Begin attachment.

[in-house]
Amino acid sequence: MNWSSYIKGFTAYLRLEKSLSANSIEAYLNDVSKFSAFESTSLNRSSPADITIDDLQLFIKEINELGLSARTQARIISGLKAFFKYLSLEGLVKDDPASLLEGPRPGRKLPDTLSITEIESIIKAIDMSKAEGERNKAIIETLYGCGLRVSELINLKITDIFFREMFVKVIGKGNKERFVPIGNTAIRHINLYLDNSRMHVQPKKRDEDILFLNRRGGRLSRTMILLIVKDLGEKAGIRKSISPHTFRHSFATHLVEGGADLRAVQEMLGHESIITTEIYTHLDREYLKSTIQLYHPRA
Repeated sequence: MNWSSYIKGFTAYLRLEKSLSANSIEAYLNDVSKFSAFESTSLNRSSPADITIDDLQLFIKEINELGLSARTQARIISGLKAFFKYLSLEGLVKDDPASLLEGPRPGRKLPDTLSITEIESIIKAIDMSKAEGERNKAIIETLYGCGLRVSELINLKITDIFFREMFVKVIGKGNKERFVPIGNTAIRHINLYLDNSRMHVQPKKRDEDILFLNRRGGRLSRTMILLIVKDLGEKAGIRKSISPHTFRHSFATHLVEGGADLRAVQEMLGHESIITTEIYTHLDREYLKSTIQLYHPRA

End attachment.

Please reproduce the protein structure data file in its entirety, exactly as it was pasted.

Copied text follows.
[in-house]
Amino acid sequence: MNWSSYIKGFTAYLRLEKSLSANSIEAYLNDVSKFSAFESTSLNRSSPADITIDDLQLFIKEINELGLSARTQARIISGLKAFFKYLSLEGLVKDDPASLLEGPRPGRKLPDTLSITEIESIIKAIDMSKAEGERNKAIIETLYGCGLRVSELINLKITDIFFREMFVKVIGKGNKERFVPIGNTAIRHINLYLDNSRMHVQPKKRDEDILFLNRRGGRLSRTMILLIVKDLGEKAGIRKSISPHTFRHSFATHLVEGGADLRAVQEMLGHESIITTEIYTHLDREYLKSTIQLYHPRA
Repeated sequence: MNWSSYIKGFTAYLRLEKSLSANSIEAYLNDVSKFSAFESTSLNRSSPADITIDDLQLFIKEINELGLSARTQARIISGLKAFFKYLSLEGLVKDDPASLLEGPRPGRKLPDTLSITEIESIIKAIDMSKAEGERNKAIIETLYGCGLRVSELINLKITDIFFREMFVKVIGKGNKERFVPIGNTAIRHINLYLDNSRMHVQPKKRDEDILFLNRRGGRLSRTMILLIVKDLGEKAGIRKSISPHTFRHSFATHLVEGGADLRAVQEMLGHESIITTEIYTHLDREYLKSTIQLYHPRA